Garden wall built in March looks great in July!

A fresh front yard vegetable garden in historic Fisher Park near downtown Greensboro, NC, looks like its been part of the neighborhood for decades. But the nifty brick retaining wall was only installed in late March.

Pine Hall Brick distributor sales manager Rick Leonard undertook the project at his son’s and daughter-in-law’s home.

Rick chose Old Hampton Oversized Tumbled brick that was perfect for the neighborhood of 100-year-old homes. It’s part of the Pine Hall Brick Tidewater Series, designed to resemble the texture of colonial wood-mold and handmade brick.

The aged look and patina of the brick blends beautifully as the garden matures. It’s inviting and tidy with flowers and tasty edibles. And there’s no mowing necessary.

The design is simple. It’s not an especially high wall, but following some standard landscaping principles of retaining walls ensures that the garden has a nice foundation—including a sturdy entry step—that will last many growing seasons. It’s all done without mortar.

Rick is modest about the task, but it looks great.

“The garden retaining wall was a pretty simple design, requiring little ingenuity, but mostly brawn…right up my alley!” says Rick.



Grandson James delights in showing off the garden to our photographer.

Here are some detail photos of the project:

If you want to take on a retaining wall of any size, FamilyHandyman.com offers these tips:

  • Bury the bottom course, or courses, of the retaining wall one tenth the height of the wall to prevent the soil behind from pushing the bottom out (Fig. B).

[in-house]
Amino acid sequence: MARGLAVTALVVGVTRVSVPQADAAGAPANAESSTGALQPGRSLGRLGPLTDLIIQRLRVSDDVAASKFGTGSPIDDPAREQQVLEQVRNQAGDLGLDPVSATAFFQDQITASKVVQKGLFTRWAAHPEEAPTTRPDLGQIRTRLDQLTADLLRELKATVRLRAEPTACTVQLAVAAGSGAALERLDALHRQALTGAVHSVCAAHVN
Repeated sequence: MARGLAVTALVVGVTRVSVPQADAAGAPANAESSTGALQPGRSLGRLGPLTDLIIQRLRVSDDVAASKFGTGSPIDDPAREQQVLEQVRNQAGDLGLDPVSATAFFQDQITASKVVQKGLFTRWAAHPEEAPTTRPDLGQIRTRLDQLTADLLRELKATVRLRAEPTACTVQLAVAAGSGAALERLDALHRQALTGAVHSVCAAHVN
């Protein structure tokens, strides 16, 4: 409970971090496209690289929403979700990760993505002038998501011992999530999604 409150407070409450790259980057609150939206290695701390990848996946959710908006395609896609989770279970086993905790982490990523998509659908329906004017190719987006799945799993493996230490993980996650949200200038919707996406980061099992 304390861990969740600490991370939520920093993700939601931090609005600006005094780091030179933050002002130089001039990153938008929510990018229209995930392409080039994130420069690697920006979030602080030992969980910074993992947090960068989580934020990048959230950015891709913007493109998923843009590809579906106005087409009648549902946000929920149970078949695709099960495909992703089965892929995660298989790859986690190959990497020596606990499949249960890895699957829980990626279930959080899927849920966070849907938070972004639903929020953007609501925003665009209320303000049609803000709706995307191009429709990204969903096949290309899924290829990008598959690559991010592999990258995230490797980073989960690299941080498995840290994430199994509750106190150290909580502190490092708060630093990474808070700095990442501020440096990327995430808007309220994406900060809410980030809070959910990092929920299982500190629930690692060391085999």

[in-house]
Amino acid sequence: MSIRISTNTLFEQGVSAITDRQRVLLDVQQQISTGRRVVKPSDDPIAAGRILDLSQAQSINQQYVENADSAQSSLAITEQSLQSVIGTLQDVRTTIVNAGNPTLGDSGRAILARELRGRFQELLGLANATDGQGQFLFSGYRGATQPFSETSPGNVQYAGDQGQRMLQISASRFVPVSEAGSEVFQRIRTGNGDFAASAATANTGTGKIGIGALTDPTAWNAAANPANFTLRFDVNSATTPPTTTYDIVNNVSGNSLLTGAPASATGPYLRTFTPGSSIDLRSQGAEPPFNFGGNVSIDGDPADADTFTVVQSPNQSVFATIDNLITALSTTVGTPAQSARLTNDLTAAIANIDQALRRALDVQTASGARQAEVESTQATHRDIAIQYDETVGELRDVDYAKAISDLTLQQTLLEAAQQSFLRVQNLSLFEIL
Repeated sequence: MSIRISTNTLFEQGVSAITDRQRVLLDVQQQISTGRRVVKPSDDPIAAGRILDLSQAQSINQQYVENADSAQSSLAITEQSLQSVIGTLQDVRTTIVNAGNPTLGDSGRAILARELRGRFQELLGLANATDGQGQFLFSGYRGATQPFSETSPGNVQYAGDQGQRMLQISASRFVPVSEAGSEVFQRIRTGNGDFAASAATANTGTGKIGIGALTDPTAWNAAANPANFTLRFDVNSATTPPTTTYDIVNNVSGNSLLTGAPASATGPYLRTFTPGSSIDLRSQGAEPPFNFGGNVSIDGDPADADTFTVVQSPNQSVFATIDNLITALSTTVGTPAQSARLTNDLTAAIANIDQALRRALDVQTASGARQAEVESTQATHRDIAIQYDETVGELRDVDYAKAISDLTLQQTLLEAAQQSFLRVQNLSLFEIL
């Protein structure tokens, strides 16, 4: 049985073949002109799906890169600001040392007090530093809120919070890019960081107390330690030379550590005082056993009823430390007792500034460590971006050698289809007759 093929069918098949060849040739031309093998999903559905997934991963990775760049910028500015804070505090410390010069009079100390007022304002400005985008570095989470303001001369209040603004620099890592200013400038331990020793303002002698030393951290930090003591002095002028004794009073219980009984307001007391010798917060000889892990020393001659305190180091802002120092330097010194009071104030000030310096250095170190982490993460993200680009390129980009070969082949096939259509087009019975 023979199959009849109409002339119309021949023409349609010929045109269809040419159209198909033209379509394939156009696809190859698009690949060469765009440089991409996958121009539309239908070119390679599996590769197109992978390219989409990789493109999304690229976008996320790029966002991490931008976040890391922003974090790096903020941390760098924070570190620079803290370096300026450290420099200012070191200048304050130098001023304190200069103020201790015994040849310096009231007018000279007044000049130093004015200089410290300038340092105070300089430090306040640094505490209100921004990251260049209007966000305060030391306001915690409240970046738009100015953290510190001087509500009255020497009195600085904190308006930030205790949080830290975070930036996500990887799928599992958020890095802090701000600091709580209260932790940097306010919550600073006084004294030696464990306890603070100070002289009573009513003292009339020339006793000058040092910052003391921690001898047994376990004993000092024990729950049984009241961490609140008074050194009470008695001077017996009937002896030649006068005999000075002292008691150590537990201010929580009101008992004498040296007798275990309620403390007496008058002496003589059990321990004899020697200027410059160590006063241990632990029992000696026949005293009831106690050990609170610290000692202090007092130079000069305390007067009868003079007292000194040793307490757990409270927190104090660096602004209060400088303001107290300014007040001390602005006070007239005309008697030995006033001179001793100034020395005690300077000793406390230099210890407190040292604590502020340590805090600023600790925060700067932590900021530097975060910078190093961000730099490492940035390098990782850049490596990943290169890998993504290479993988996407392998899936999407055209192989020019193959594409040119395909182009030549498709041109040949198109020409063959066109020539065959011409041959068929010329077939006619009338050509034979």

• Step back the blocks, rocks or timbers to get gravity working in your favor (Fig. B). This lets the walls lean and push against the fill. Walls built perfectly vertical (Fig. C) get gravity working against them the second they start leaning outward even just a bit. Most concrete retaining wall block systems have some kind of built-in lip (Fig. D) or pin system (Fig. F) that automatically creates the step back as you build.
  • Install a base of solidly compacted material (Fig. B) so your wall stays flat. A level wall provides modular blocks, stone and timbers with more surface contact with the courses above and below them. They fit together more tightly. The more contact, the more friction and the stronger the wall. Apply these three rules, and you’ll create a strong wall. But even a well built wall won’t survive unless you take care of two troublemakers: water and uncompacted soil.

Read the whole article here.

You can have a lot of fun with easy brick and paver projects. Check out our Pinterest page for ideas that will inspire your imagination and make your home outdoors a little more special, a little bit at a time.

James plays on the sidewalk bound by lush gardens.

Early tomatoes look delicious on the brick steps into the garden.

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